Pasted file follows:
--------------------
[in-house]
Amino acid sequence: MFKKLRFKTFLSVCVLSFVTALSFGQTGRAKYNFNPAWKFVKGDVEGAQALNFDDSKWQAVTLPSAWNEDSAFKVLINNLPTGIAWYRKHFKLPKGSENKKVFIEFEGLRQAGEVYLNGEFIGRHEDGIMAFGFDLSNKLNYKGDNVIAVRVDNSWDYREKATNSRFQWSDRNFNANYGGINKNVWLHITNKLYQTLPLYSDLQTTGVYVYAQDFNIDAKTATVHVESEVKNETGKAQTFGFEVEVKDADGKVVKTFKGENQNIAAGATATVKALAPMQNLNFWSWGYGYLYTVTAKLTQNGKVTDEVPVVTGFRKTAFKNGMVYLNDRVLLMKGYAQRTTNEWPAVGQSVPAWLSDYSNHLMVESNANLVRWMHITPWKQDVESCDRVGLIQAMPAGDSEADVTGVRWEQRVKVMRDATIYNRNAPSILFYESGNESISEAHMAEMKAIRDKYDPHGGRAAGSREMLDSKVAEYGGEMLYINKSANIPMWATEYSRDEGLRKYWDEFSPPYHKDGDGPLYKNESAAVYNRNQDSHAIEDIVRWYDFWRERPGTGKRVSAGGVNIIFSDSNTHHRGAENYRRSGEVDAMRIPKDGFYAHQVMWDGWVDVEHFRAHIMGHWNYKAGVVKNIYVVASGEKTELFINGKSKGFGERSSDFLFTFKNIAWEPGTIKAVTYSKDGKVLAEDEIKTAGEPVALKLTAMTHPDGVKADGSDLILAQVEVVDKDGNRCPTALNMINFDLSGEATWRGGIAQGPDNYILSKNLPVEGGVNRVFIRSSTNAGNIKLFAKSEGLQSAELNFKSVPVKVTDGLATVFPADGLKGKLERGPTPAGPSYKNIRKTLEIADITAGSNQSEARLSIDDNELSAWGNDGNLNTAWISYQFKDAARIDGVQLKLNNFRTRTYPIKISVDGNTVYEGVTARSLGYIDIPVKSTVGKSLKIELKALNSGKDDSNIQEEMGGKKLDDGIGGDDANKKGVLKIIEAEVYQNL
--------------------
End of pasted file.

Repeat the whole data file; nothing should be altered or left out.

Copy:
[in-house]
Amino acid sequence: MFKKLRFKTFLSVCVLSFVTALSFGQTGRAKYNFNPAWKFVKGDVEGAQALNFDDSKWQAVTLPSAWNEDSAFKVLINNLPTGIAWYRKHFKLPKGSENKKVFIEFEGLRQAGEVYLNGEFIGRHEDGIMAFGFDLSNKLNYKGDNVIAVRVDNSWDYREKATNSRFQWSDRNFNANYGGINKNVWLHITNKLYQTLPLYSDLQTTGVYVYAQDFNIDAKTATVHVESEVKNETGKAQTFGFEVEVKDADGKVVKTFKGENQNIAAGATATVKALAPMQNLNFWSWGYGYLYTVTAKLTQNGKVTDEVPVVTGFRKTAFKNGMVYLNDRVLLMKGYAQRTTNEWPAVGQSVPAWLSDYSNHLMVESNANLVRWMHITPWKQDVESCDRVGLIQAMPAGDSEADVTGVRWEQRVKVMRDATIYNRNAPSILFYESGNESISEAHMAEMKAIRDKYDPHGGRAAGSREMLDSKVAEYGGEMLYINKSANIPMWATEYSRDEGLRKYWDEFSPPYHKDGDGPLYKNESAAVYNRNQDSHAIEDIVRWYDFWRERPGTGKRVSAGGVNIIFSDSNTHHRGAENYRRSGEVDAMRIPKDGFYAHQVMWDGWVDVEHFRAHIMGHWNYKAGVVKNIYVVASGEKTELFINGKSKGFGERSSDFLFTFKNIAWEPGTIKAVTYSKDGKVLAEDEIKTAGEPVALKLTAMTHPDGVKADGSDLILAQVEVVDKDGNRCPTALNMINFDLSGEATWRGGIAQGPDNYILSKNLPVEGGVNRVFIRSSTNAGNIKLFAKSEGLQSAELNFKSVPVKVTDGLATVFPADGLKGKLERGPTPAGPSYKNIRKTLEIADITAGSNQSEARLSIDDNELSAWGNDGNLNTAWISYQFKDAARIDGVQLKLNNFRTRTYPIKISVDGNTVYEGVTARSLGYIDIPVKSTVGKSLKIELKALNSGKDDSNIQEEMGGKKLDDGIGGDDANKKGVLKIIEAEVYQNL